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SGI transfers 3D graphics patents to MS
All your texture maps are belong to us
Exclusive Silicon Graphics Inc has transferred much of its 3D graphics patents portfolio to Microsoft.
These form the heart of a mysterious transaction which showed up in SGI SECC filings last year, with Microsoft paying $62.5 million for unspecified "intellectual property" rights to SGI.
SGI insisted at the time these are "non core" technologies, but sources close to the Mountain View are emphatic that these represent the bulk of SGI's 3D intellectual property assets, a view confirmed by documents disclosed to The Register.
The 3D graphics landscape is scarred with previous intellectual property litigation, and the Microsoft deal has its roots in an earlier settlement between SGI and NVidia. NVidia walked away bruised but with a license for key SGI technology. Unfortunately for the Xbox team, that didn't extend to NVidia's sublicensees and an eleventh-hour deal was brokered that allowed the Xbox launch to proceed on schedule.
So does the Redmond deal represent good value for SGI? Well, SGI has had console ambitions in the past: developing the N64 for Nintendo, but falied to follow through in those early efforts. SGI has since been supplanted in the newer generation of consoles and has even had to adopt the PC graphics products of erstwhile rival NVidia. SGI shareholders will doubtless welcome the cash.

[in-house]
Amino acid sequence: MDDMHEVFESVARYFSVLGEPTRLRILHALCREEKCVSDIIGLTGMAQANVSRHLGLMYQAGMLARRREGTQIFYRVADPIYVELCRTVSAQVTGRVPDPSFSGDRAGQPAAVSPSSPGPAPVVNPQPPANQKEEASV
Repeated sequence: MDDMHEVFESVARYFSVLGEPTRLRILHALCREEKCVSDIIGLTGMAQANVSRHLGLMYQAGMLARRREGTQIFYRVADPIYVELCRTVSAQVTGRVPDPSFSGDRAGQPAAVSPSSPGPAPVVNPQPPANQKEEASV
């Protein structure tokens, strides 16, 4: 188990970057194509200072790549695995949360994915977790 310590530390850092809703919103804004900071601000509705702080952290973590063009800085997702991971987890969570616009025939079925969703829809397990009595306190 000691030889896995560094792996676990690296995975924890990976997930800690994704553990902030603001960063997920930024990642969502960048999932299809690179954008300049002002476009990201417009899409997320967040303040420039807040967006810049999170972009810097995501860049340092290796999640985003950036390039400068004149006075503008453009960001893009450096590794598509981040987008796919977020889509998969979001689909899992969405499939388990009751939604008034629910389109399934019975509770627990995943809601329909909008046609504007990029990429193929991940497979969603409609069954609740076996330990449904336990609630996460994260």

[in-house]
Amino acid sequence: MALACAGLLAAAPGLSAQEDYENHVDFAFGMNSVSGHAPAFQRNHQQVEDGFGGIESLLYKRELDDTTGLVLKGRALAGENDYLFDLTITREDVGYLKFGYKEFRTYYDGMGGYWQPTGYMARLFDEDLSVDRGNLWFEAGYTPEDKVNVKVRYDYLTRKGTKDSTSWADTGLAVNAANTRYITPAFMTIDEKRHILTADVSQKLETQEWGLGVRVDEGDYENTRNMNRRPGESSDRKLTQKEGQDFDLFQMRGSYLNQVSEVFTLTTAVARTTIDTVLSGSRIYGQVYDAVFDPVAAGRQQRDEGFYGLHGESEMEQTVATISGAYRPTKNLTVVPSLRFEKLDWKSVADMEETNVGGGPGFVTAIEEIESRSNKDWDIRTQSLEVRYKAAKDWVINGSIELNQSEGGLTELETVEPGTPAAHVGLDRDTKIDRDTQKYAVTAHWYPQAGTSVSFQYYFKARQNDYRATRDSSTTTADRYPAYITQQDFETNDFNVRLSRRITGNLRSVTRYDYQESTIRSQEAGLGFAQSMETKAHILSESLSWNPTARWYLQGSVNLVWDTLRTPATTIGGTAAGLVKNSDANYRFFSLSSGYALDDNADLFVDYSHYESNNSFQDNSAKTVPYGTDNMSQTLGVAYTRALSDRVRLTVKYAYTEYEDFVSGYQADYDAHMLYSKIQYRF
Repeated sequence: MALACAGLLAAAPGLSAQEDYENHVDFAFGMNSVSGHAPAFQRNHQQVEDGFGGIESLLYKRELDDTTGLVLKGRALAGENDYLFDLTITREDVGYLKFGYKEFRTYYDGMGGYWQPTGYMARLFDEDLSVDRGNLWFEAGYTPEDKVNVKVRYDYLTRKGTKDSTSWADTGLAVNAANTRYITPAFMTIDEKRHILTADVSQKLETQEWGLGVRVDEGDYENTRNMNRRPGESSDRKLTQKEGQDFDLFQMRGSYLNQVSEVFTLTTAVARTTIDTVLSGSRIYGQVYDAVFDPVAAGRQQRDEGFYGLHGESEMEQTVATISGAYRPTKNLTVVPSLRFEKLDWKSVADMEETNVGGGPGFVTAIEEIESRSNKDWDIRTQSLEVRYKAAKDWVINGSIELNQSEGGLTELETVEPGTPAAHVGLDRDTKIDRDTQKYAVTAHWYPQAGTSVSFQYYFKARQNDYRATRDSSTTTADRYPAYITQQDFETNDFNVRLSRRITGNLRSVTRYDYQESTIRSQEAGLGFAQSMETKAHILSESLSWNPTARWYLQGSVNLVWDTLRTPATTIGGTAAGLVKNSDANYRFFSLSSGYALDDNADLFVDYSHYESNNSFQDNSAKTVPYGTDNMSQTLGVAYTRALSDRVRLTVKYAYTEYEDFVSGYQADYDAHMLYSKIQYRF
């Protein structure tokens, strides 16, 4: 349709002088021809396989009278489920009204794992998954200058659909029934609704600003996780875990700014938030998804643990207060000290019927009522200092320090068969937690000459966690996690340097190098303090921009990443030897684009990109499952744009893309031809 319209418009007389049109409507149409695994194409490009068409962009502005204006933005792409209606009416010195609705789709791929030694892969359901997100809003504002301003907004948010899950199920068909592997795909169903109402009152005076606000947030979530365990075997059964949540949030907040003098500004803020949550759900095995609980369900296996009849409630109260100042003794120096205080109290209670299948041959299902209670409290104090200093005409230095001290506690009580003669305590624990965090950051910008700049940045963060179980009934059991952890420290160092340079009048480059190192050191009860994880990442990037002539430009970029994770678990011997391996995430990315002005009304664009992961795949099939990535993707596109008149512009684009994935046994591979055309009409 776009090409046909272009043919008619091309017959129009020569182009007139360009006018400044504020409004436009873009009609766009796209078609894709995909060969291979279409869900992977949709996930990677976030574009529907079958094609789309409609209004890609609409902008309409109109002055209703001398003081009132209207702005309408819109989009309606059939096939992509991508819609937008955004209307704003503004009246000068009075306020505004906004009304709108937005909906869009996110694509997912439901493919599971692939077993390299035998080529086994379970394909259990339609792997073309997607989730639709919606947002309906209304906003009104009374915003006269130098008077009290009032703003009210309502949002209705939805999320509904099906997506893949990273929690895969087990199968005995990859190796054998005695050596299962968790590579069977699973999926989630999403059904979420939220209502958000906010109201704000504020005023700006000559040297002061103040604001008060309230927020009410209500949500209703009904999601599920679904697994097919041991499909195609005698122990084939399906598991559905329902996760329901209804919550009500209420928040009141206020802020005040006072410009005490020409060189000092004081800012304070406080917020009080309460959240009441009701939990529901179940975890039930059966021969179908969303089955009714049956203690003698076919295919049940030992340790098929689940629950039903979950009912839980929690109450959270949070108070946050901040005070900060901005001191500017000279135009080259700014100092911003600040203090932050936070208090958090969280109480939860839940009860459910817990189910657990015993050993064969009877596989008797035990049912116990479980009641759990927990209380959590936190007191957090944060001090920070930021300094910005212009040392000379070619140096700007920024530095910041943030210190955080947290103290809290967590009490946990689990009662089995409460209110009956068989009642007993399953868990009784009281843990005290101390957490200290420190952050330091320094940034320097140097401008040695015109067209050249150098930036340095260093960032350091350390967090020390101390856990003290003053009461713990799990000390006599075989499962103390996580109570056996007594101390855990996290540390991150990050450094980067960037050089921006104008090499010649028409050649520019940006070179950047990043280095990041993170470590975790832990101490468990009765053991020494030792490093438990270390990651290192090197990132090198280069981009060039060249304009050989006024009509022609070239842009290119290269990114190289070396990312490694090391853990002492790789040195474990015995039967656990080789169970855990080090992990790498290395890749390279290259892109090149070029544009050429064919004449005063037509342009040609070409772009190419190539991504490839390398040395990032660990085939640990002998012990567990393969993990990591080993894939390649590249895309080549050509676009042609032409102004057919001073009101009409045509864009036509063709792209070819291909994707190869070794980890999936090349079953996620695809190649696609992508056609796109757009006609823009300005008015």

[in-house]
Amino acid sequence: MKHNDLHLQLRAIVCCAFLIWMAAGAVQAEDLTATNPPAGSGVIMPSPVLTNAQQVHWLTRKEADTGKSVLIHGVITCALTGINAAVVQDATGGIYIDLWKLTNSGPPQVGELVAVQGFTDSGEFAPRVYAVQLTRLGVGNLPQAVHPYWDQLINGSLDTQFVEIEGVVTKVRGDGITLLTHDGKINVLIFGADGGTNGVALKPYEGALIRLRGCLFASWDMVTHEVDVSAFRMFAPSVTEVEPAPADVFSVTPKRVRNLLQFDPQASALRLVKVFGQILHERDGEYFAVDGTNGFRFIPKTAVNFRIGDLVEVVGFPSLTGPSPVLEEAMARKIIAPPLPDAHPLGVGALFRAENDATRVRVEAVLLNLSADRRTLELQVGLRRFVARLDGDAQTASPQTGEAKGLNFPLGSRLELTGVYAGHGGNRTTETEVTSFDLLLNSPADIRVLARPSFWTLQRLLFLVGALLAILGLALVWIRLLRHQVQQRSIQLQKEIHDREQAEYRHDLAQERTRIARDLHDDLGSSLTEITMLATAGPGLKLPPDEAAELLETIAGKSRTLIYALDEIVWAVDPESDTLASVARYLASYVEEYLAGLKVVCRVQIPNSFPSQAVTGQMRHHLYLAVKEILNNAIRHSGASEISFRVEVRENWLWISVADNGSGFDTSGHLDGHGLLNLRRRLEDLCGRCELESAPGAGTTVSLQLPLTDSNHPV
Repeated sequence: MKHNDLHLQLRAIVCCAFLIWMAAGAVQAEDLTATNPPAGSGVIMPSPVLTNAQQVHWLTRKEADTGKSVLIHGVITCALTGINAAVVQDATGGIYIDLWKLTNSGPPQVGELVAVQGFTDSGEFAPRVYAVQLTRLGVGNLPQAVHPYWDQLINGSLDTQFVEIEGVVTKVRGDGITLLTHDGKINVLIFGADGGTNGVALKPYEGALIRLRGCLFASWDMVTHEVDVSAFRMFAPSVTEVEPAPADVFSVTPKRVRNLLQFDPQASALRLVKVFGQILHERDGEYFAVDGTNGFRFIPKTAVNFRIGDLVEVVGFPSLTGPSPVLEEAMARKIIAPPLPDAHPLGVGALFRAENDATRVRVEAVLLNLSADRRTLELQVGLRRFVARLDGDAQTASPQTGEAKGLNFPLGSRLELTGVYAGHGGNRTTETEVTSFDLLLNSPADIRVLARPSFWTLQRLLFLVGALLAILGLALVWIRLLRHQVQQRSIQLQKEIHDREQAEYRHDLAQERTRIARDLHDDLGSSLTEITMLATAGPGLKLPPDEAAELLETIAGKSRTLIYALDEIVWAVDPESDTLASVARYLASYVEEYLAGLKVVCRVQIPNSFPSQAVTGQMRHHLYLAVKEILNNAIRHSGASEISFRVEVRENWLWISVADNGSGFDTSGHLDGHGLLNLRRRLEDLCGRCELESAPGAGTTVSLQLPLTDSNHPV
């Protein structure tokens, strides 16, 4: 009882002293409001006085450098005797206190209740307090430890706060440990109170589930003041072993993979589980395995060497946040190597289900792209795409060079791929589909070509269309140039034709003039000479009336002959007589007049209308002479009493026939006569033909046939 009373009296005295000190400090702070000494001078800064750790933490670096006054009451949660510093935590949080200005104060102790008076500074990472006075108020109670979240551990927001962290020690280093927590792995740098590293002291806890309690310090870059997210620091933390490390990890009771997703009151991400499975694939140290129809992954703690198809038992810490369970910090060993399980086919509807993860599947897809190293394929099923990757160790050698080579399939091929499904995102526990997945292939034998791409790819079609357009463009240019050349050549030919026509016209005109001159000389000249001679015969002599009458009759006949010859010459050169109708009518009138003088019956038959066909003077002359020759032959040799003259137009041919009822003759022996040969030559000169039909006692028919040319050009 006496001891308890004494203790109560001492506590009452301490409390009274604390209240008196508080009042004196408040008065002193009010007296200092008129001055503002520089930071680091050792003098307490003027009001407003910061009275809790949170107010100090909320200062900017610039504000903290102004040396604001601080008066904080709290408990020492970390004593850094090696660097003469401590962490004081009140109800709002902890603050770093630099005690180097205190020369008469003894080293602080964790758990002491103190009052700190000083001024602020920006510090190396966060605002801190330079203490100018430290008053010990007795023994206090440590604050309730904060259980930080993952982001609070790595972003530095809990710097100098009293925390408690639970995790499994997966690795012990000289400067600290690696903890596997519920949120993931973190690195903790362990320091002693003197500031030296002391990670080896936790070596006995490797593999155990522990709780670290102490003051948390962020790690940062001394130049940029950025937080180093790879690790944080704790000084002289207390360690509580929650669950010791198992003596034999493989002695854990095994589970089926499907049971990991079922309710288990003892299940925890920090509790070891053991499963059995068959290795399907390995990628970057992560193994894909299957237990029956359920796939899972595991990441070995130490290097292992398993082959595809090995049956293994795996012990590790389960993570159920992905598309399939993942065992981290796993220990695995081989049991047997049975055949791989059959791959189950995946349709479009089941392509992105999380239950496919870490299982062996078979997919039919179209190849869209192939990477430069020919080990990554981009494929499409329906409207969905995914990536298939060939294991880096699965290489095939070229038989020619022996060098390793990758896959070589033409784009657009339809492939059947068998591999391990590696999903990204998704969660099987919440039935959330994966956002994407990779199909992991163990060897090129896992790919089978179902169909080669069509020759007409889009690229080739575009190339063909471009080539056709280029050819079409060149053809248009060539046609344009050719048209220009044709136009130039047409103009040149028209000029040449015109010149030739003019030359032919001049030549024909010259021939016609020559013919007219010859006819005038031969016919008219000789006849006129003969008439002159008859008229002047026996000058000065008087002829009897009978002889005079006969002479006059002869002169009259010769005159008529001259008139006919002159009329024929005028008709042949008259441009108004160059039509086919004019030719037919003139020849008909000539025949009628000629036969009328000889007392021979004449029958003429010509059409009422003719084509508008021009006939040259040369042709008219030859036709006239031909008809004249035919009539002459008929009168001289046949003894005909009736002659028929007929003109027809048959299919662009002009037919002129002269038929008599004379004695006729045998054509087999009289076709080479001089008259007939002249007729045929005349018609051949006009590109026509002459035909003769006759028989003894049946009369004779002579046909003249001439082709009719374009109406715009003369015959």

Neither NVidia nor SGI wanted to comment on this article. SGI is in a quiet period pending its next quarterly results next week.
However Microsoft's acquisition of the patents has repercussions for not just the console business, but the future of the PC business, too. The question of who owns the platform was one of the fissures exposed during the Microsoft AntiTrust trial. According to memos released as part of the trial, and testimony from Intel VP Stephen McGeady (who's no longer with the company), The Beast won a showdown with Intel that obliged the 'Zilla to axe its NSP multimedia hardware project.
Microsoft isn't in the PC hardware business, and it's unlikely that the patents will change its technical strategy. But they do add significantly to its bargaining position with hardware vendors, giving Redmond important new leverage. Rival APIs, principally OpenGL, are kept alive through the support of graphics hardware vendors. And for a hardware partner, avoiding a lawsuit, or gaining a contract to work on future versions of Xbox, may well outweigh the advantages from continuing to support OpenGL.
Now that's an area that the three men in a boat - the proposed MS compliance body - might care to examine. We'll be watching. ®
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